Now that the Met’s 2013-2014 season has been published and almost immediately discussed to death, La Cieca thought it would be amusing to do a bit of speculation about what lies ahead as we approach the middle of the decade. An assemblage of gossip and guesswork about the 2014-2015 season follows the jump, and won’t it be fun to look back on this post next February when the official announcement is made? Read more »
“If Jonas Kaufmann isn’t quite a household name yet, it’s only a matter of time. Not only is the 43-year-old widely recognized as the greatest tenor since Pavarotti, his much-gushed-about locks make him the closest thing the opera world has to Justin Bieber.” [Huffington Post]
As with all good myths, certainly all the myths at the heart of Wagner’s operas, the juggling of symbols and archetypes and themes in Parsifal opens the piece to a great variety of interpretations. Many recent productions have twisted things in a way that seemed to strain or defy Wagner’s intricate libretto and lush, meticulous score: gray springtimes in a world beyond nuclear or environmental holocaust, that sort of thing. But the world of Wagner’s tale is, like our own, a world in crisis, on a razor’s edge. That’s bound to resonate with contemporary directors. They then have many options in setting out the workings of the crisis in this fable of a solution to whatever may be broken. Read more »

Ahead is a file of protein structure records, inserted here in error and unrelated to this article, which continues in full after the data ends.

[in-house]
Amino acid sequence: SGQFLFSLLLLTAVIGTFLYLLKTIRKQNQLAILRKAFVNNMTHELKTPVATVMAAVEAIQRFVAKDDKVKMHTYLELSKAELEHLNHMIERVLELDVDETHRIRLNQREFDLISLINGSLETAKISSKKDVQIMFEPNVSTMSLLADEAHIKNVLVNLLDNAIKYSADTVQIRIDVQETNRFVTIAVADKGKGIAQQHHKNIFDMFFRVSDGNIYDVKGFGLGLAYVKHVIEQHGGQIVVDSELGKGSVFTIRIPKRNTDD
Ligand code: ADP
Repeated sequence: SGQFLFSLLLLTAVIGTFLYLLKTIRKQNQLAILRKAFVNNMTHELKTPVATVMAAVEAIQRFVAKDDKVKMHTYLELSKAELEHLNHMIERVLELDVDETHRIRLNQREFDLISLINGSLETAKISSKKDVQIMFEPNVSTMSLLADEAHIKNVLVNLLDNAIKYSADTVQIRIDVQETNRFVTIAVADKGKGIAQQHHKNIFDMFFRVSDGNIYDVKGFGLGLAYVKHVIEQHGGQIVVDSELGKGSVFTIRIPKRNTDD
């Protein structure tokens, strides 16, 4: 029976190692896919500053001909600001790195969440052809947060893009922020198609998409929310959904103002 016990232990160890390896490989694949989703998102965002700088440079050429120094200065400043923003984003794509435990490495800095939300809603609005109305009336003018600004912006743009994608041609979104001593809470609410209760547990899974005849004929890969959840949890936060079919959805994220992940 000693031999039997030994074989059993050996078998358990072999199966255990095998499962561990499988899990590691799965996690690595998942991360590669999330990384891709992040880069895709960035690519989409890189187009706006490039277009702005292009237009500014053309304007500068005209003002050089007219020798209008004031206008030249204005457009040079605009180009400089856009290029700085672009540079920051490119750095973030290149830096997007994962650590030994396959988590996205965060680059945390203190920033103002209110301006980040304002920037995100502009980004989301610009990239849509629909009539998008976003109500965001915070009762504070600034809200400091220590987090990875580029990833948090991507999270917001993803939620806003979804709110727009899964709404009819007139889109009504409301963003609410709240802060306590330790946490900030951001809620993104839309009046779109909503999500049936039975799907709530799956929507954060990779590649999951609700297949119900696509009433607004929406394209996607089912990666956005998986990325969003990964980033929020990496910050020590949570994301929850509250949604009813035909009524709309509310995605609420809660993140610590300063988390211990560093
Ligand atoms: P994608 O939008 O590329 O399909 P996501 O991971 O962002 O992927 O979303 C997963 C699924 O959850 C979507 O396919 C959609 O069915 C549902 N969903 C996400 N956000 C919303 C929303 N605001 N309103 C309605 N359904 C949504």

Like the hero of Parsifal, who finds the Holy Grail after a lifetime of frustrated wandering, the Met’s audience was finally rewarded for its patience.
Wagner is becoming an important calling card for Valery Gergiev and the Mariinsky Theatre.
One quick way to warm up: Watching tenor heartthrob Roberto Alagna.
Of particular visual interest in last weekend’s Lohengrin (though not perhaps so tantalizing as Jonas Kaufmann‘s aristocratic bare feet, pictured above) is the very obvious change in the staging that was made between the antegenerale (in which Anja Harteros sang Elsa) and the telecast opening night.